9 Tips for Content Creation in a Post-Penguin World


Well campers, its been a crazy 2012 thus far. Between Panda and Penguin, we've seen some serious changes in the SERPs. One of the many things that SEOs have to think about doing differently in the aftermath of these updates is content creation. Content for a post-Penguin world has to fulfill the following requirements:

  • It must be unique
  • It must be high-quality
  • There must be enough of it to distinguish the page from other pages on-site
  • It must encourage links and shares

That last one is a biggie. In the wake of Penguin, thousands of low-quality links have been completely devalued. Your deep, unique, high-quality content is the best tool you have to build links back to your site - and the way to do that is to make it as linkable and shareable as possible.

People don't naturally share and link to things like product descriptions. Instead the most shareable content is content that solves a problem, makes people laugh, or makes them think about something in a new way. Something that resonates with them.

Now this all sounds great, and some products and services naturally lend themselves well to quality shareable content. If you sell hair products, for example, you can do how-to hairstyle posts and spring fashion posts and celebrity hairstyle posts all the time and still have more to say. That's a lot harder for a product like, say, drywall screws or enterprise-level accounting software. Here are my tips for coming up with quality content ideas no matter what your product:

  1. Think of a Bunch of Problems Your Products Can Solve. I don't mean they need some accounting software. Think of the applications of your product. Create content to address those problems. Examples include Hidden Ways Your Operations Cost Money or The Home Kitchen Remodel: 6 Safety Hazards.
  2. Do Some Old-School Persona Building. So you know your main customer base consists of women, age 35-64. Or you know they're people with a title of Manager or higher at companies of at least 250 people. But who are they? Do some old-fashioned demographic research and build some personae, like Moms Interested in DIY Home Improvement Projects or Business Analyst Tasked with Improving Efficiency. Build content with them in mind.
  3. Put Yourself in the Customers Shoes. What other sites (besides your competitors) might your customer be visiting when she's trying to solve the problem your products are going to solve for her? Is she shopping for cabinets? Is she researching statistical models? This is your opportunity to start your funnel before the user even hits your site. You can start to build relationships with site owners who are in your niche, but not your competitors. Now, you've got some content sharing and guest posting opportunities. Not only are you building links back to your site, you're building links that your actual customers might click on, come to your site and then buy something!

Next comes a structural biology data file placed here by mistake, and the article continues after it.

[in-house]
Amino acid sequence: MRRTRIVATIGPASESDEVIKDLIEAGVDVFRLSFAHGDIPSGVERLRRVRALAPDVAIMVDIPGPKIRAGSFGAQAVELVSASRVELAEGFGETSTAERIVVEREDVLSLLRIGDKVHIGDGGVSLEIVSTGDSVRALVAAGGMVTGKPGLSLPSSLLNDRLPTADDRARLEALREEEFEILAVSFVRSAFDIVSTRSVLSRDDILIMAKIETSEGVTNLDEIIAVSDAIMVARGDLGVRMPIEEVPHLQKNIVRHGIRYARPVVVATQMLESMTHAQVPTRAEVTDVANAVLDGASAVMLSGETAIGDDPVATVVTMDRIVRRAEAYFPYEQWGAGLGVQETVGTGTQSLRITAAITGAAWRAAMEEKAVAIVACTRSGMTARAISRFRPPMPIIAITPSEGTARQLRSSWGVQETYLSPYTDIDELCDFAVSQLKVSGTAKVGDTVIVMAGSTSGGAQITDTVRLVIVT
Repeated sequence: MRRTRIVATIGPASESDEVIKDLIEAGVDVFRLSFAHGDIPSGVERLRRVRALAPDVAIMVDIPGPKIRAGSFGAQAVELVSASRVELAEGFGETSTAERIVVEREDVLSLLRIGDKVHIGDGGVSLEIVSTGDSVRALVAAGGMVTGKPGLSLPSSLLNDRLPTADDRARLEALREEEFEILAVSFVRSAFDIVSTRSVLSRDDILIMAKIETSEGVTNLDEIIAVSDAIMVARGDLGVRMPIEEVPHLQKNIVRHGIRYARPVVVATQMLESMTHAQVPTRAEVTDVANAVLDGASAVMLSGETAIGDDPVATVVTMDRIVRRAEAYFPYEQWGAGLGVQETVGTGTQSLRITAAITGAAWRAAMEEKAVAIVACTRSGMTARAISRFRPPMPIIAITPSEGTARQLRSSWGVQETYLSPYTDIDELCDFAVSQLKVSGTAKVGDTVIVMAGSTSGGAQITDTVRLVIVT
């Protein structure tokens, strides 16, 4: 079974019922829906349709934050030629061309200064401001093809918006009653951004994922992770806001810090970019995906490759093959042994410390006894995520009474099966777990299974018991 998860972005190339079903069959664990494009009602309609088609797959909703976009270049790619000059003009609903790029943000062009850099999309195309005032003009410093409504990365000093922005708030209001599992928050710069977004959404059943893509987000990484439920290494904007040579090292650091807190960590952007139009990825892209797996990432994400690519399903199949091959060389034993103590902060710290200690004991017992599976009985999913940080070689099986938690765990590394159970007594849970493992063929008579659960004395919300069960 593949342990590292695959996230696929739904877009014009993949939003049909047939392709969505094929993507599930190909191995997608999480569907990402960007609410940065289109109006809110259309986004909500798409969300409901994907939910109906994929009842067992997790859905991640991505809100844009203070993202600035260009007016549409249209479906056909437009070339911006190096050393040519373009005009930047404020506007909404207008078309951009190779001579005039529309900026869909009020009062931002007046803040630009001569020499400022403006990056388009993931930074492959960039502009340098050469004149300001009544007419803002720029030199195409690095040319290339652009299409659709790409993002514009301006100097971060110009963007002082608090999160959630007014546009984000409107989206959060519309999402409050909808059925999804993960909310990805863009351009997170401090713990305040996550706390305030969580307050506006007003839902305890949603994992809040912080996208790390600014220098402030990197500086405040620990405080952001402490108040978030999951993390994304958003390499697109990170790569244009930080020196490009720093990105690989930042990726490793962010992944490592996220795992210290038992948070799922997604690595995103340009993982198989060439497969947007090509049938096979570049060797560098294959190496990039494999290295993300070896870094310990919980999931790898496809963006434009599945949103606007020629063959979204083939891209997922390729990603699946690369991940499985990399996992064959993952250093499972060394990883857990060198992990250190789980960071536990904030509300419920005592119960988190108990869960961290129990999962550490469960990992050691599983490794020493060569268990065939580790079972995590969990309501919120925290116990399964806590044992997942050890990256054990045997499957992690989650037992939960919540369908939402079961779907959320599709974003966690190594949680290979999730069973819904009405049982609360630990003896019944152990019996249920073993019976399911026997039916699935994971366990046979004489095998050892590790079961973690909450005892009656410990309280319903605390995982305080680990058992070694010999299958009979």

4. Mine Your Competitors Backlinks. You're probably already doing this regularly to find new link targets. You can also look at your competitors links to find out a.) what content of theirs is getting links and shares and b.) where those links and shares are coming from. Creating similar content for similar audiences could yield similar results.
  5. Mine Your Analytics. Looking at the organic search queries driving traffic to your site. What questions are people already trying to answer when they come to your site? Increasingly people are actually asking search engines full-sentence questions when they need those questions answered. Even if Will heavy-duty screws support my kitchen cabinets only drove 2 visits last month, its still a clear signal that there's an informational need to be filled.
  6. Think Beyond Your Current Customers. There are people beyond your customer base who would be interested in linking to and sharing interesting content in your niche. Statistics junkies may not be in the market for a new suite of enterprise-level tools, but they might love to see some new models you've come up with.
  7. Easy on the Sales Talk. People don't want a sales pitch unless they're way far down in the funnel. Make your content too much about your products, and you're narrowing the potential audience for that content. Make your content too much of a sales pitch, and people wont want to share it with their friends. Focus on the customer and on the industry.
  8. Use Your Industry Expertise. You know all about your products. You may even have a ton of data on how people use them. Mash that data up in new and exciting ways. Point out industry trends as you observe them. Everything you can do to say when you need to know about (insert product), come here means that when people do need to know about it, they already have you top of mind. Branding!
  9. Outsource. Not everyone can do this, but if its within your means consider paying for some freelance or contract work for content creation. Not everyone is a writer, and a well-written piece from someone who knows their way around shareable content has a better chance of gaining some traction. Whether you're outsourcing the occasional infographic to marketing firm, using services like Elance to find freelance help, or hiring a full-time copywriter, having help out can make a big difference in your contents shareability.

If you liked this, you might also enjoy 10 Ways To Beat The Panda Update

About the Author: Ruth Burr

Ruth Burr has been working in SEO since 2006, both in-house and agency-side. She's currently working as the Lead SEO at SEOMoz. Ruth's passions include data-driven decision making, quality content, and grilled cheese sandwiches.

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